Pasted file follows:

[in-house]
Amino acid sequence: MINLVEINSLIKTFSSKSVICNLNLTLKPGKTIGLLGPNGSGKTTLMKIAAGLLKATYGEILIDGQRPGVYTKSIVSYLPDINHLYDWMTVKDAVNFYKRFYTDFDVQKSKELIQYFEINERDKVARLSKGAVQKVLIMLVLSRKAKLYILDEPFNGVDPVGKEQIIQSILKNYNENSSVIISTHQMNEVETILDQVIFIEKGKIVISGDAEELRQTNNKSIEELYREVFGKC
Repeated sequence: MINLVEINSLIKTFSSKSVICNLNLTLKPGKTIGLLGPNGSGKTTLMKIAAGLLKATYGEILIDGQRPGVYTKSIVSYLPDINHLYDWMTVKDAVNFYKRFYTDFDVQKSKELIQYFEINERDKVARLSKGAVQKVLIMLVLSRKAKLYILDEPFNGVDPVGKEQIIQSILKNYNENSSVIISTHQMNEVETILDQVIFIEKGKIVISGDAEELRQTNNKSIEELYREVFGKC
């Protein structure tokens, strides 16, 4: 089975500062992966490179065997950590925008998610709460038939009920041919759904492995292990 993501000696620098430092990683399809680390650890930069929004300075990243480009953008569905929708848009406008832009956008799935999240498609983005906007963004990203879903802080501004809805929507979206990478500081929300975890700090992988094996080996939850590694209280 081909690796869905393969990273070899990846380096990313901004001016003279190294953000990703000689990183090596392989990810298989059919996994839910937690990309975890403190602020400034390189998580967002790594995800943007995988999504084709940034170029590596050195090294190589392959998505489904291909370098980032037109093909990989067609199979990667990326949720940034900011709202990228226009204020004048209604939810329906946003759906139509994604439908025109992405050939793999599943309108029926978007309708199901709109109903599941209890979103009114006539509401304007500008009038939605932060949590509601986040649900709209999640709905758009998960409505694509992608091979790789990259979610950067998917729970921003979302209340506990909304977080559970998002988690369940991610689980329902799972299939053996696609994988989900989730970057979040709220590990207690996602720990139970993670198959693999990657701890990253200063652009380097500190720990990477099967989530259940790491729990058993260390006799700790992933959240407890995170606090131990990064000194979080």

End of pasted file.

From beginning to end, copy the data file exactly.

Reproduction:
[in-house]
Amino acid sequence: MINLVEINSLIKTFSSKSVICNLNLTLKPGKTIGLLGPNGSGKTTLMKIAAGLLKATYGEILIDGQRPGVYTKSIVSYLPDINHLYDWMTVKDAVNFYKRFYTDFDVQKSKELIQYFEINERDKVARLSKGAVQKVLIMLVLSRKAKLYILDEPFNGVDPVGKEQIIQSILKNYNENSSVIISTHQMNEVETILDQVIFIEKGKIVISGDAEELRQTNNKSIEELYREVFGKC
Repeated sequence: MINLVEINSLIKTFSSKSVICNLNLTLKPGKTIGLLGPNGSGKTTLMKIAAGLLKATYGEILIDGQRPGVYTKSIVSYLPDINHLYDWMTVKDAVNFYKRFYTDFDVQKSKELIQYFEINERDKVARLSKGAVQKVLIMLVLSRKAKLYILDEPFNGVDPVGKEQIIQSILKNYNENSSVIISTHQMNEVETILDQVIFIEKGKIVISGDAEELRQTNNKSIEELYREVFGKC
């Protein structure tokens, strides 16, 4: 089975500062992966490179065997950590925008998610709460038939009920041919759904492995292990 993501000696620098430092990683399809680390650890930069929004300075990243480009953008569905929708848009406008832009956008799935999240498609983005906007963004990203879903802080501004809805929507979206990478500081929300975890700090992988094996080996939850590694209280 081909690796869905393969990273070899990846380096990313901004001016003279190294953000990703000689990183090596392989990810298989059919996994839910937690990309975890403190602020400034390189998580967002790594995800943007995988999504084709940034170029590596050195090294190589392959998505489904291909370098980032037109093909990989067609199979990667990326949720940034900011709202990228226009204020004048209604939810329906946003759906139509994604439908025109992405050939793999599943309108029926978007309708199901709109109903599941209890979103009114006539509401304007500008009038939605932060949590509601986040649900709209999640709905758009998960409505694509992608091979790789990259979610950067998917729970921003979302209340506990909304977080559970998002988690369940991610689980329902799972299939053996696609994988989900989730970057979040709220590990207690996602720990139970993670198959693999990657701890990253200063652009380097500190720990990477099967989530259940790491729990058993260390006799700790992933959240407890995170606090131990990064000194979080």